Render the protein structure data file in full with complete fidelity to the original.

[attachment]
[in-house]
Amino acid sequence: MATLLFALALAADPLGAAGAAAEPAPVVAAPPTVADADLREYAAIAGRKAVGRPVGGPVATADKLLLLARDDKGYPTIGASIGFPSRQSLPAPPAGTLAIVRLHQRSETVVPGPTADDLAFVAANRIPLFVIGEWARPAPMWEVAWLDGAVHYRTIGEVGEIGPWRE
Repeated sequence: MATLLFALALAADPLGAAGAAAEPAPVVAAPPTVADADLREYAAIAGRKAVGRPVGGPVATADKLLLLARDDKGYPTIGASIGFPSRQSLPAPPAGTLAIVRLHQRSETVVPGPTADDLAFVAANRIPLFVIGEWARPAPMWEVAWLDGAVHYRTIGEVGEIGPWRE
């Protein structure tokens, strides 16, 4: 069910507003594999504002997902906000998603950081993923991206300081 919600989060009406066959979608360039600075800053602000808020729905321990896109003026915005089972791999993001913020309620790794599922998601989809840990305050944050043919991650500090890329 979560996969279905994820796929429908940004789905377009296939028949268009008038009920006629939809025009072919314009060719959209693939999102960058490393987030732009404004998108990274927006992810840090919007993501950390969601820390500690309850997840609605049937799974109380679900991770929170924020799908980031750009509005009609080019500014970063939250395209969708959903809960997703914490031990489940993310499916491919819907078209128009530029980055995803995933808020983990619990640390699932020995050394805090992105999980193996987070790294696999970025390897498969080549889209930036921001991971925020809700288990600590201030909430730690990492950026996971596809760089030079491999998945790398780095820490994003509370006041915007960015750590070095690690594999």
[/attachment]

[in-house]
Amino acid sequence: MATLLFALALAADPLGAAGAAAEPAPVVAAPPTVADADLREYAAIAGRKAVGRPVGGPVATADKLLLLARDDKGYPTIGASIGFPSRQSLPAPPAGTLAIVRLHQRSETVVPGPTADDLAFVAANRIPLFVIGEWARPAPMWEVAWLDGAVHYRTIGEVGEIGPWRE
Repeated sequence: MATLLFALALAADPLGAAGAAAEPAPVVAAPPTVADADLREYAAIAGRKAVGRPVGGPVATADKLLLLARDDKGYPTIGASIGFPSRQSLPAPPAGTLAIVRLHQRSETVVPGPTADDLAFVAANRIPLFVIGEWARPAPMWEVAWLDGAVHYRTIGEVGEIGPWRE
């Protein structure tokens, strides 16, 4: 069910507003594999504002997902906000998603950081993923991206300081 919600989060009406066959979608360039600075800053602000808020729905321990896109003026915005089972791999993001913020309620790794599922998601989809840990305050944050043919991650500090890329 979560996969279905994820796929429908940004789905377009296939028949268009008038009920006629939809025009072919314009060719959209693939999102960058490393987030732009404004998108990274927006992810840090919007993501950390969601820390500690309850997840609605049937799974109380679900991770929170924020799908980031750009509005009609080019500014970063939250395209969708959903809960997703914490031990489940993310499916491919819907078209128009530029980055995803995933808020983990619990640390699932020995050394805090992105999980193996987070790294696999970025390897498969080549889209930036921001991971925020809700288990600590201030909430730690990492950026996971596809760089030079491999998945790398780095820490994003509370006041915007960015750590070095690690594999």